You Can Go Home Again
Architect Alex Gorlin adapted his own Florida house for a bachelor pad in Chicago
Lisa Skolnik -- Interior Design, 1/1/2005 12:00:00 AM
For his first meeting with architect Stanley Tigerman, Robert Pollack arrived toting images of a modernist-inspired house ripped from a 1996 issue of Interior Design. A real-estate tax consultant in Chicago, Pollack had bought a vacant lot in the West Side neighborhood of Bucktown, and he proposed building something similar there. "Stanley looked at the pictures and said, 'I could design a place like this for you,'" recalls Pollack. " 'But why don't I get you the guy who did it?"
The guy who'd designed the concrete, steel, and glass cube that captivated Pollack was Tigerman's close friend Alex Gorlin. In fact, it was Stairway to Heaven, Gorlin's own award-winning house in Seaside, Florida. With a double-height living area on the second floor and alternating outdoor and indoor staircases, the structure was an anomaly in traditionalist Seaside. Yet Gorlin had met all the development's strict building codes while fulfilling his own progressive goals.
Pollack was particularly eager to duplicate Gorlin's soaring second-floor public space—but with a daring modification. Above the kitchen in the center of the double-height volume, he proposed suspending a glass-enclosed master suite. This would permit the living and dining zones on either side to rise to their full 20 feet, and the bedroom and bath would enjoy street and garden views, respectively, through the front and rear glass curtain walls. Pollack even sketched out his concept to show exactly what he had in mind.
Gorlin was intrigued. "Robert clearly had a very consistent, sophisticated aesthetic," says the architect. "I especially liked the notion of the floating cube, because it would let us blur the boundaries between the bedroom and bathroom."
During the process of designing the 3,500-square-foot house, Alexander Gorlin Architects had to meet a host of other requirements, too. "I create and record music digitally at home, and I need to be able to play it loudly without disturbing my neighbors," Pollack explained. So Gorlin specified sound-dampening solid concrete block for the the house's sidewalls. In the event that the bachelor pad ever needed to become a family home, he 'divided the ground floor into two large "children's rooms," each with its own bath. (For now, they're an office and a gym.)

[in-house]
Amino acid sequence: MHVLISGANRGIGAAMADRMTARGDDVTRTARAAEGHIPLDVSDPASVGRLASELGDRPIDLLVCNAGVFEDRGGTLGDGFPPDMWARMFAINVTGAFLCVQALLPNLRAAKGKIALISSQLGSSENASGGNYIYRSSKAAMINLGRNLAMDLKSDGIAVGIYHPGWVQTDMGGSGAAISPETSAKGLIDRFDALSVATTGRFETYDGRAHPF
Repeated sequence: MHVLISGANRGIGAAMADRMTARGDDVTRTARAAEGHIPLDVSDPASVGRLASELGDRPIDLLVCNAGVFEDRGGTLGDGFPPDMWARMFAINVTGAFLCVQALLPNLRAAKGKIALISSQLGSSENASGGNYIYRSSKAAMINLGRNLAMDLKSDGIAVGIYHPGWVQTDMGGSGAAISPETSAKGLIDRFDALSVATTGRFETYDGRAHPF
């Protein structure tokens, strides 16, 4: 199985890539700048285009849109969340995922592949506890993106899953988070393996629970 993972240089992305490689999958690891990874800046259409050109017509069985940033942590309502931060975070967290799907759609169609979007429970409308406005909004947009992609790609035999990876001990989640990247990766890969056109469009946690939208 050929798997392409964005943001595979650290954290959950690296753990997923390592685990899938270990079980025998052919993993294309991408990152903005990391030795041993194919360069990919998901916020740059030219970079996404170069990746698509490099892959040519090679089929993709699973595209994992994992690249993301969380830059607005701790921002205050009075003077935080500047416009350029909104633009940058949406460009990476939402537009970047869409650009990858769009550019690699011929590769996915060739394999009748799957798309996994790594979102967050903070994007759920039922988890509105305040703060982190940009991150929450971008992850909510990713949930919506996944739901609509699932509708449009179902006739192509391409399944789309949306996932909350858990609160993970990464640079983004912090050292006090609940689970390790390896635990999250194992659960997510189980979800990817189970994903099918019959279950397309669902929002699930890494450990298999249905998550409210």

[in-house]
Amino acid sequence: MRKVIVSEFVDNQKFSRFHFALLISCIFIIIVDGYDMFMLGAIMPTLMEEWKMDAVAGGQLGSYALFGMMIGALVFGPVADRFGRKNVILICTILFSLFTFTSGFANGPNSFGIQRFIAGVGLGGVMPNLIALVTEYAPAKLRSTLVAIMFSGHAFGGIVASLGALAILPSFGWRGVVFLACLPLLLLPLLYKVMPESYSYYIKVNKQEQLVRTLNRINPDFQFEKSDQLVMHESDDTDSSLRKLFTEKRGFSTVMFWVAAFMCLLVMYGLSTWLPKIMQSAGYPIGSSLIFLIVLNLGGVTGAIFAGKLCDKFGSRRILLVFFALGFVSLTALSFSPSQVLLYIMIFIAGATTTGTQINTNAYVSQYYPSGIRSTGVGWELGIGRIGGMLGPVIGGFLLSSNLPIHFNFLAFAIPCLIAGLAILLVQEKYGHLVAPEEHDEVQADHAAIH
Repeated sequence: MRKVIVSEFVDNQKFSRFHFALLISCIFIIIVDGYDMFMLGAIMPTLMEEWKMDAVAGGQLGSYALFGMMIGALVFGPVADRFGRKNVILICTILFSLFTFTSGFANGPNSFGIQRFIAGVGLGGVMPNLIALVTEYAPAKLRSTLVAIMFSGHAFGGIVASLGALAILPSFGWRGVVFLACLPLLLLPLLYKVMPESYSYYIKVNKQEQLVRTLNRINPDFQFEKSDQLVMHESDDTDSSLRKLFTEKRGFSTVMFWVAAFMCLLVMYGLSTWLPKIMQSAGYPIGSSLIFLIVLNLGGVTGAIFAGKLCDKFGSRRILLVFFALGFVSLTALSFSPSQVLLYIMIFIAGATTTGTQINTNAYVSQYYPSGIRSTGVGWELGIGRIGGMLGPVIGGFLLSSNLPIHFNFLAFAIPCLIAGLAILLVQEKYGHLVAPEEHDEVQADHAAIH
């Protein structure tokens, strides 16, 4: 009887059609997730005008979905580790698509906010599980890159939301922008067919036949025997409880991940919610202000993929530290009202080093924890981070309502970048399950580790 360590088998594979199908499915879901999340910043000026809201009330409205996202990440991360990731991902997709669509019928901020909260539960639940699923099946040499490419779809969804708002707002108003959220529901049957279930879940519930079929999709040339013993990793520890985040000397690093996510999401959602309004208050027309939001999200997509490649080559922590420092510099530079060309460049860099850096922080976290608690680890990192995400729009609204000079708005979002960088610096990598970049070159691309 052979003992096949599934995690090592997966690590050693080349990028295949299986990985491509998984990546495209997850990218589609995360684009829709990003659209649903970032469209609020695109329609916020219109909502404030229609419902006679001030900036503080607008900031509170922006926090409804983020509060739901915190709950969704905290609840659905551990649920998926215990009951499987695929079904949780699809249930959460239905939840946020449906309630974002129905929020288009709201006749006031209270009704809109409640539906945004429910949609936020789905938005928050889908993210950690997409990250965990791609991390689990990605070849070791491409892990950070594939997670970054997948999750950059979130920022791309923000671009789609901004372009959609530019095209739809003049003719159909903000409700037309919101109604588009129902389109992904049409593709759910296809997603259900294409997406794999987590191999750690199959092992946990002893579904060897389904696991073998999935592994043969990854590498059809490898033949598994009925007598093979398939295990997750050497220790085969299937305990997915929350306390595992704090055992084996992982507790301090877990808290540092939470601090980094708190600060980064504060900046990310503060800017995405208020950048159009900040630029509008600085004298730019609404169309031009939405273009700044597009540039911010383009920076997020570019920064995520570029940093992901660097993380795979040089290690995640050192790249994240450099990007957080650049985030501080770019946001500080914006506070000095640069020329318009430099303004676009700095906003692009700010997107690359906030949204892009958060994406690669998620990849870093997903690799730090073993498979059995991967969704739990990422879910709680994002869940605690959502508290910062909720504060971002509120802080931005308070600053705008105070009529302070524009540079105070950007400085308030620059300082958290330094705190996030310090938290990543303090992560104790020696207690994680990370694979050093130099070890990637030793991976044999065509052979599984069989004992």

Gorlin's slab-style, above-grade design made use of the vacant lot's full width, which required a zoning-variance application before construction could begin. "Chicago is still living in the days of Al Capone," Gorlin says with a laugh. "It took forever." In fact, he was unable to break ground for two years. Construction was completed in another year.
It took only a few afternoons, however, for client and architect to handle the furnishings. "I grew up surrounded by 18th-century Americana," says Pollack, whose mother deals in painted furniture, primitive paintings, toleware, and textiles under the name Frank and Barbara Pollack, in Highland Park. "But I saw Sleeper when I was a kid, and I've wanted to live in an all-white, minimalist space ever since."
Gossamer white parachute material curtains the floor-to-ceiling windows of Pollack's living area and master suite, just like at Gorlin's house in Seaside. In front of the drapery in Pollack's bedroom stands a row of built-in clothes racks of brushed stainless steel. "That way, Robert can use his elegant suits for an extra degree of privacy. And it also plays into my private narrative for the project," says Gorlin—citing the way Richard Gere lays out his clothing in American Gigolo.